It has been a heartbreaking weekend. Ruth and I spent the week working from our home in Grants Pass. We were traveling back to Newberg on Saturday so that we could be home for Father’s Day. Driving through the mountains near Canyonville a voicemail popped up on my phone. It was from Brad Lau and simply said, “Please call me.” Brad and I have worked together for a long time, and I immediately knew that something was seriously wrong. We quickly found a place to stop and called. It was then that we learned of the tragic death of our friend and colleague, Dr. Javier Garcia.
Although it is two days later, we still know very little about his death other than he was surfing on the Oregon Coast with friends and suffered an accident that led to his death. Many of us are in shock. We have lost a friend and unexpectedly so. For those in the community who did not know him, I have asked one of his dear friends to write a brief reflection that might provide some insight into his life.
A Reflection on Javier Garcia
By Brian Doak
Javier Garcia had a face that radiated light. His smile could turn your day around. His laughter, listening ear, and friendship changed my life – and those of us who loved him will be spending the rest of our lives wondering why this happened. Lord, have mercy.
Javier was an adventurer. He lived in at least six or seven countries, spoke four languages, and traveled broadly across North America, South America, Europe, Asia, and Africa in his 34 years on earth. Earlier this June, he spent a week at a surfing camp in Costa Rica, where he honed his skills in the ocean doing what he loved. He was a strong swimmer and an experienced surfer. Whether on land or sea or mountain, Javier was up for almost anything. On hikes from the Oregon coastal range to the Columbia River Gorge to Mount St. Helens, Mt. Adams, and the Three Sisters Wilderness, Javier trekked through snow and ice and rock. He told stories, listened, laughed. He agonized about serious issues, and cared deeply for his students and their work. His humor was simply wild, ranging from goofy puns – he named his Toyota RAV4 “Ravier Carcia” – to sophisticated sarcasm, always with a smile, always with a desire for connection and exuding warmth. Students constantly sought him out for companionship.
Javier’s theological research specialized in the work of Dietrich Bonhoeffer, a German pastor who resisted the Nazis during World War II and was martyred in a concentration camp at the age of 39. His PhD dissertation from Cambridge was published as a book, Recovering the Ecumenical Bonhoeffer, and won praise in reviews from his colleagues in the field of Bonhoeffer studies. As a Christian and brother in faith, Javier offered grace, prayer, and love to those around him.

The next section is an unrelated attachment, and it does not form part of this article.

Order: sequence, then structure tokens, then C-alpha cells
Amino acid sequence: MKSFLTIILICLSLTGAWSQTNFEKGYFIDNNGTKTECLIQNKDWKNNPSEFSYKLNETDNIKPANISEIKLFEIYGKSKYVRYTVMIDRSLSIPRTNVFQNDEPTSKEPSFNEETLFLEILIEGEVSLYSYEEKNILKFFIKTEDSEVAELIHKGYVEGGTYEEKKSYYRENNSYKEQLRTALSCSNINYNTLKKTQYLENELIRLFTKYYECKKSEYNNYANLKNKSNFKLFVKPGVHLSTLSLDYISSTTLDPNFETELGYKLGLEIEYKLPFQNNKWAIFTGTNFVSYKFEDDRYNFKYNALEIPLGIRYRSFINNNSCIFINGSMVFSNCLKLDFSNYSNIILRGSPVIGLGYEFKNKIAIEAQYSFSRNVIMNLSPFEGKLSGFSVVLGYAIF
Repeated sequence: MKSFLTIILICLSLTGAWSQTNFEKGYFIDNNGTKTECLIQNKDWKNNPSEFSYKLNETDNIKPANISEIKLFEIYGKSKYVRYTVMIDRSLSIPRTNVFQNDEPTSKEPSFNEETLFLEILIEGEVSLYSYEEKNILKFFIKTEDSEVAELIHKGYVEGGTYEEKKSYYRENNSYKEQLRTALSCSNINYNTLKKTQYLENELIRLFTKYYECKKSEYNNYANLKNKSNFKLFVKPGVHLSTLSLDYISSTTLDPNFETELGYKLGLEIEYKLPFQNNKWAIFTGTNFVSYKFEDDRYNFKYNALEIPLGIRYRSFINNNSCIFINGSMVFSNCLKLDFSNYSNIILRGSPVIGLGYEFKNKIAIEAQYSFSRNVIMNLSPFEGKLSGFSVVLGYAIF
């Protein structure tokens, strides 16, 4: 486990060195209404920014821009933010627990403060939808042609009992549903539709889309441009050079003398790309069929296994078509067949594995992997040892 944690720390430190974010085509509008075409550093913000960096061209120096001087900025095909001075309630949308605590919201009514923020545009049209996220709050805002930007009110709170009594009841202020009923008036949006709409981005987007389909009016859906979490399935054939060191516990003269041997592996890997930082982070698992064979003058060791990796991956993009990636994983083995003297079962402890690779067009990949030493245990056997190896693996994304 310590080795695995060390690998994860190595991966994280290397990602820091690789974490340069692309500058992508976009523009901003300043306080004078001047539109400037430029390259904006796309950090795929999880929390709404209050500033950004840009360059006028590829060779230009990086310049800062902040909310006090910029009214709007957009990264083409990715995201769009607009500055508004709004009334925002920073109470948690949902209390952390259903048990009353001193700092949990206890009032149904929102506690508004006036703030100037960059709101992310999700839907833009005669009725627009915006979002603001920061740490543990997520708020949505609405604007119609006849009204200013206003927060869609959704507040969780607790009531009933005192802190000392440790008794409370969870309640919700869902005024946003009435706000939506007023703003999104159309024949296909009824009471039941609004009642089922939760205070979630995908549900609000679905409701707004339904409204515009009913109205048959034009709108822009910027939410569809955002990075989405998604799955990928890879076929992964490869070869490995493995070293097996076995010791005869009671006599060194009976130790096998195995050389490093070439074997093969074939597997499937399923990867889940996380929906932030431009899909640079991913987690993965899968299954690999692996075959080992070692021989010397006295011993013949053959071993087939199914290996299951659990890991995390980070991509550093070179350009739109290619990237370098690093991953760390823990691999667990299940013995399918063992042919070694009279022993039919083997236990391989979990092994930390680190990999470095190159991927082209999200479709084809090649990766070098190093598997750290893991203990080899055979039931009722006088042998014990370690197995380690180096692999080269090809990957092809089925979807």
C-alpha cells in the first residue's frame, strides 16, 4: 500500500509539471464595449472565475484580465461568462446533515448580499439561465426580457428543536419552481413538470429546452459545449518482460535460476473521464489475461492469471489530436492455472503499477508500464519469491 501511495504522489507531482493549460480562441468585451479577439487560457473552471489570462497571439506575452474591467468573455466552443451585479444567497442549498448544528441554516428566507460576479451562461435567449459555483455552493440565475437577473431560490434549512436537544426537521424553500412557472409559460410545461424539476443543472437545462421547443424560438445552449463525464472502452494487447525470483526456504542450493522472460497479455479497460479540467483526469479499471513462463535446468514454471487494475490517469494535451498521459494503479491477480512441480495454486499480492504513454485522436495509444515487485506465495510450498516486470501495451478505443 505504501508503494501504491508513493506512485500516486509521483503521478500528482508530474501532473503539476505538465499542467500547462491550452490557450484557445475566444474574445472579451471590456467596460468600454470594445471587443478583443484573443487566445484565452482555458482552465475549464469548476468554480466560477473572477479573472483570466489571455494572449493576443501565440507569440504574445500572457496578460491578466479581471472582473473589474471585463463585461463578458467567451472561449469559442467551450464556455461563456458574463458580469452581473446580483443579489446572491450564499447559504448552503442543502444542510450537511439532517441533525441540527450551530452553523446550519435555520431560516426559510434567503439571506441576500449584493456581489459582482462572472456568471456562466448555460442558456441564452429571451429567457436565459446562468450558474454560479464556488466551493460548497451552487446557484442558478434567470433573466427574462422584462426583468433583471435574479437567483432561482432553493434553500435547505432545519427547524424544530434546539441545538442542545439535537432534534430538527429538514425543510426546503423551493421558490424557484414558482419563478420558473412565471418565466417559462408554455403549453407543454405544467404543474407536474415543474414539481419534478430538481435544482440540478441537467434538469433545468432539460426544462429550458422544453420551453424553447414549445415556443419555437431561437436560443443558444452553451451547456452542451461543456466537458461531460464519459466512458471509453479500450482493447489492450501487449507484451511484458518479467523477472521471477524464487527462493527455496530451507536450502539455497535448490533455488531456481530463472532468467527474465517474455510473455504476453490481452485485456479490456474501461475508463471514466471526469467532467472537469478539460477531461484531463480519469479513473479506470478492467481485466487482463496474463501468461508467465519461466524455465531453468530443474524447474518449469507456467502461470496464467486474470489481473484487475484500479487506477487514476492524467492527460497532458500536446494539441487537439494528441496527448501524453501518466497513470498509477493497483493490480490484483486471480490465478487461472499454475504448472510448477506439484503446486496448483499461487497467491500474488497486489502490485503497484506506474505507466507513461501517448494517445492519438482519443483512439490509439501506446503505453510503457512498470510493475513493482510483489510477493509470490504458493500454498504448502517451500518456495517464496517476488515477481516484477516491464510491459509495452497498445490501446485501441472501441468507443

Only four months ago, he delivered a rich, beautiful lecture on the problem of Christian suffering during the pandemic. He drew upon the words of Psalm 22, the famous lament poem that begins with desolation – “My God, my God, why have you forsaken me?” – but ends in the proclamation that future generations “shall come and proclaim his righteousness to a people yet unborn, that [God] has done it.”
Here is the final paragraph of that lecture; it was almost as if Javier were encouraging us in advance of this moment we now must bear, without him:
Behold, this is the Christ who has entered our pandemic, who is infected with the virus, who bears within himself the loneliness of quarantine, the loss of physical touch, the yearning of the elderly and the poor, the endless waiting for a cure. And yet, in that suffering, he is our only hope, God with us. When this is all over – not only the pandemic, but all of our suffering, not only our personal laments but the hardship of the whole world throughout history – we will truly say with the psalmist of our Lord Jesus Christ: “He has done it.”
Jesus Mourns with Us
As if one tragedy was not enough, we also learned over the weekend that the son of Nadine Kincaid, one of our dear former employees, was killed in a motorcycle accident. She shared about Kyle: “We know that he is in heaven, as Jesus was indeed his Lord and Savior. Please pray for his wife Kristin and their 5-year-old son Colton and 11-day-old son Drake as we process this tremendous loss.” It certainly makes us want to ask the Lord why such suffering must exist in our world.
This is a week of mourning, and we can be assured that Jesus mourns with us. In these tragic moments I am often reminded of C.S. Lewis’ great sermon delivered during the suffering of World War II he entitled the “Weight of Glory.” In one section he ended his theme this way:
“At present we are on the outside of the world, the wrong side of the door. We discern the freshness and purity of the morning, but they do not make us fresh and pure. We cannot mingle with the splendours we see. But the leaves of the New Testament are rustling with the rumour that it will not always be so.”
As followers of Christ, we know that this world is only a temporary place. We are being prepared and are actually made for another. While it does not make our suffering less, it should make our longing more. We are destined to be with Christ. Dr. Garcia and Kyle Kincaid have joined Jesus and the throngs of those who followed him. We must mourn, but not without hope of what is to come.
In the midst of suffering we pray, “Come Lord Jesus.”
Services for Javier Garcia
Tuesday, June 22, 7 p.m.
Bauman Auditorium, George Fox
Wednesday, June 23, 1 p.m.
Employees are encouraged to attend. Campus offices will be closed during the service.
The university pastors will be available throughout the summer for confidential pastoral support and prayer for employees and students (Location: Barclay House, firstname.lastname@example.org and 503-554-2320).
Three years ago, Dr. Garcia shared his journey to becoming a “teacher-dad.”